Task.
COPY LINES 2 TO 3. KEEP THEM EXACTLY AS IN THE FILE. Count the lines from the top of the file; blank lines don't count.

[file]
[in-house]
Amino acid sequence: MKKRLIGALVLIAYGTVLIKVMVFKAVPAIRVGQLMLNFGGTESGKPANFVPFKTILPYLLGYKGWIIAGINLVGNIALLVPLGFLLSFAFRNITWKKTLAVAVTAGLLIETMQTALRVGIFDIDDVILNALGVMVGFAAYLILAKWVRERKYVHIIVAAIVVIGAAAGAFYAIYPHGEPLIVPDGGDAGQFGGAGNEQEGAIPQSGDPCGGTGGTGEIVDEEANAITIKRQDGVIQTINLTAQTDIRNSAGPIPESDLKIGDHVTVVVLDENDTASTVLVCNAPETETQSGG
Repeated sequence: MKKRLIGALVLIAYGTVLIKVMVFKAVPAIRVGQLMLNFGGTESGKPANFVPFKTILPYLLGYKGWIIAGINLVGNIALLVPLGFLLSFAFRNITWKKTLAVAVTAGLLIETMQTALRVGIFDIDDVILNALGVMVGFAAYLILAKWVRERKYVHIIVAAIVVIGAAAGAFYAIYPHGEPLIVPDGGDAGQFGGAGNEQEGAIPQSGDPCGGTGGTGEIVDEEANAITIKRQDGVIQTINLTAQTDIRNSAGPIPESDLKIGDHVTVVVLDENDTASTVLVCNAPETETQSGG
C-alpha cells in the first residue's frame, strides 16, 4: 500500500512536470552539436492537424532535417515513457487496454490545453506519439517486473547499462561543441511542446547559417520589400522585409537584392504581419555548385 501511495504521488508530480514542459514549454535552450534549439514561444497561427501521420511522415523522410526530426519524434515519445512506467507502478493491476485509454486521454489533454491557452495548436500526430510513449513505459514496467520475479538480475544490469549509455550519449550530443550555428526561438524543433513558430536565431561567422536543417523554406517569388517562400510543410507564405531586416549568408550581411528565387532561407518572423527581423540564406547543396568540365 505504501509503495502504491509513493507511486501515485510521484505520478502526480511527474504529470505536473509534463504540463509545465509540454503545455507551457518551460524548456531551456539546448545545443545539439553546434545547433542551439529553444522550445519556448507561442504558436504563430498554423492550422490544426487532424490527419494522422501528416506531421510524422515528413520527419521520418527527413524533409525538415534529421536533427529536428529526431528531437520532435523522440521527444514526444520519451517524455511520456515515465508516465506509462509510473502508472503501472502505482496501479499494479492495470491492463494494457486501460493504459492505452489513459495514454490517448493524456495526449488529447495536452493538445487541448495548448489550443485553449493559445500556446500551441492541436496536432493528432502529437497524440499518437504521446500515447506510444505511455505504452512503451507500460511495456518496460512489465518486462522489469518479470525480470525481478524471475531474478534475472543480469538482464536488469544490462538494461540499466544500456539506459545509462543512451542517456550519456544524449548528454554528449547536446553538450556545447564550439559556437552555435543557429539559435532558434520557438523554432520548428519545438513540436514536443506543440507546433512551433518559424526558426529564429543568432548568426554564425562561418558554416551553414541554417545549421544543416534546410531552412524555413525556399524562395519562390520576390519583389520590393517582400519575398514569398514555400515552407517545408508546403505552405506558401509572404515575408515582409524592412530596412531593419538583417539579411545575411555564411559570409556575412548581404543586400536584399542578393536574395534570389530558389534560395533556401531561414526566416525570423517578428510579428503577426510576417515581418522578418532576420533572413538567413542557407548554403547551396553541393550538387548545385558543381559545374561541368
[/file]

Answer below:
Amino acid sequence: MKKRLIGALVLIAYGTVLIKVMVFKAVPAIRVGQLMLNFGGTESGKPANFVPFKTILPYLLGYKGWIIAGINLVGNIALLVPLGFLLSFAFRNITWKKTLAVAVTAGLLIETMQTALRVGIFDIDDVILNALGVMVGFAAYLILAKWVRERKYVHIIVAAIVVIGAAAGAFYAIYPHGEPLIVPDGGDAGQFGGAGNEQEGAIPQSGDPCGGTGGTGEIVDEEANAITIKRQDGVIQTINLTAQTDIRNSAGPIPESDLKIGDHVTVVVLDENDTASTVLVCNAPETETQSGG
Repeated sequence: MKKRLIGALVLIAYGTVLIKVMVFKAVPAIRVGQLMLNFGGTESGKPANFVPFKTILPYLLGYKGWIIAGINLVGNIALLVPLGFLLSFAFRNITWKKTLAVAVTAGLLIETMQTALRVGIFDIDDVILNALGVMVGFAAYLILAKWVRERKYVHIIVAAIVVIGAAAGAFYAIYPHGEPLIVPDGGDAGQFGGAGNEQEGAIPQSGDPCGGTGGTGEIVDEEANAITIKRQDGVIQTINLTAQTDIRNSAGPIPESDLKIGDHVTVVVLDENDTASTVLVCNAPETETQSGG